Efficiency ratios look at how well a company utilises and controls its assets as well as manages its liabilities. Businesses in all industries must invest in assets to perform operations. Although there are numerous ratios one could look at, we’ve selected 5 commonly used efficiency ratios.
Accounts Receivable Turnover:
Accounts receivable turnover ratio looks at the relationship between total monthly sales and accounts receivable ie. Unpaid sales. A ratio nearing 1.0 is considered high as it means that the business has not received the cash for a significant portion of total sales. Ie it is tied up with slow paying clients. This may indicate credit terms that are too lenient.
Total accounts receivable / Total sales (in a specific accounting period)
Accounts Payable to Sales Ratio:
This ratio looks at the relationship between accounts/suppliers that have not yet been paid and the total sales revenue for a specific period. The ratio is considered high if it nears 1.0 and may be an indication of liquidity problems. Ie. The company is using credit granted by suppliers to finance business operations. A low number on the other hand would indicate a healthy ratio,
Total Accounts Payable / Net Sales
Sales to Inventory Ratio:
This ratio looks at the relationship between investment in inventory and monthly sales. Inventory is the amount of merchandise or supplies that a business keeps in stock to meet the demands of its customers. This ratio will differ depending on the type of business one is in ie. retail, wholesale, service or manufacturing and hence needs to be compared with ratios of other businesses in the same industry. An increasing number may mean that a businesses’ investment in inventory is growing more rapidly than sales or that sales are dropping (business may be under stocked in relation to other suppliers). Conversely if the inventory to sales ratio decreases it may mean that your investment in inventory is shrinking in relation to sales or that your sales are increasing.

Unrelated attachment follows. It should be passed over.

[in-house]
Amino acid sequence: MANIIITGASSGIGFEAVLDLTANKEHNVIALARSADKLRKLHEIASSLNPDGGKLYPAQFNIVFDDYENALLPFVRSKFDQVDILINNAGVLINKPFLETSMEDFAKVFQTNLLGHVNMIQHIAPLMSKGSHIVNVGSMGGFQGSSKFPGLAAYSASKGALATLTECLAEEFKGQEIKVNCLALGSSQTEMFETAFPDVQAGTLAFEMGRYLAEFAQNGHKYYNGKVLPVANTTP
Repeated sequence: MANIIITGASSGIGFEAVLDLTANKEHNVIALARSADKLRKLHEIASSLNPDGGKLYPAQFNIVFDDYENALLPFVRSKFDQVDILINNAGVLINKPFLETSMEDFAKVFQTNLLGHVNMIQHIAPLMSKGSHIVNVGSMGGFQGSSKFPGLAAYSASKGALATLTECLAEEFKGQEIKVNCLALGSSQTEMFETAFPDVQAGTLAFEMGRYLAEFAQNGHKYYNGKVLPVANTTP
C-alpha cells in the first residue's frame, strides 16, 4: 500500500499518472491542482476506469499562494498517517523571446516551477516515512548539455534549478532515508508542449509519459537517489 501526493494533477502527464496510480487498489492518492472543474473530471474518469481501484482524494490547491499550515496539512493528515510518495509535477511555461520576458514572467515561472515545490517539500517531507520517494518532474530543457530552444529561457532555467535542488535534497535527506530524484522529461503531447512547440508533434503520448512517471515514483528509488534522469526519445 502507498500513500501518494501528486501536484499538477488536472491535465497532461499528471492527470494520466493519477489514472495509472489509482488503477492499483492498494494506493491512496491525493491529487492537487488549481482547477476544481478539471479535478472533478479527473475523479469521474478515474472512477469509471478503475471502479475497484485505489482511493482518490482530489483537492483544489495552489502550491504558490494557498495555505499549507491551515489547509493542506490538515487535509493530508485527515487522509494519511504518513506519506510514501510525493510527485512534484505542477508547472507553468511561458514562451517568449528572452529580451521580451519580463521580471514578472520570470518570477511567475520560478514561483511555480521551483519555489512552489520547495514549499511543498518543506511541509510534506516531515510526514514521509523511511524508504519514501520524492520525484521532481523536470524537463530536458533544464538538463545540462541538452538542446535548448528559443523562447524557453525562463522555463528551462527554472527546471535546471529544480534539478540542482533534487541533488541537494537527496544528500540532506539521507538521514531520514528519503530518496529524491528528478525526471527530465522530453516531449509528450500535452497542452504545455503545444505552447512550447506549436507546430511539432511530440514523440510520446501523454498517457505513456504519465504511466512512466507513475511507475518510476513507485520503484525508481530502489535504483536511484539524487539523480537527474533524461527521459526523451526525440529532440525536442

Inventory / Sales for the month
Fixed Asset Turnover
Fixed asset turnover looks at the relationship between sales and the value of fixed assets. It can assist a business owner in determining how well fixed assets (such as machinery, property or specialised equipment) are being used to generate sales. A high or increasing ratio indicates that the business has less money tied up in fixed assets for each sale generated – which is generally a good thing. A low or declining ratio could mean that the business has invested heavily in fixed assets such as machinery or equipment.
Sales / Net Fixed Assets
Collection Period Ratio
By looking at the average time period (in days) for which receivables are outstanding, this ratio helps to determine the efficiency of a company’s credit policy and debt collection processes. Every company has different credit terms and so this ratio should be used in-house to monitor what is acceptable and what is not.
Accounts Receivable ÷ Sales x 365 Days
Next month we’ll look at Profitability Ratios…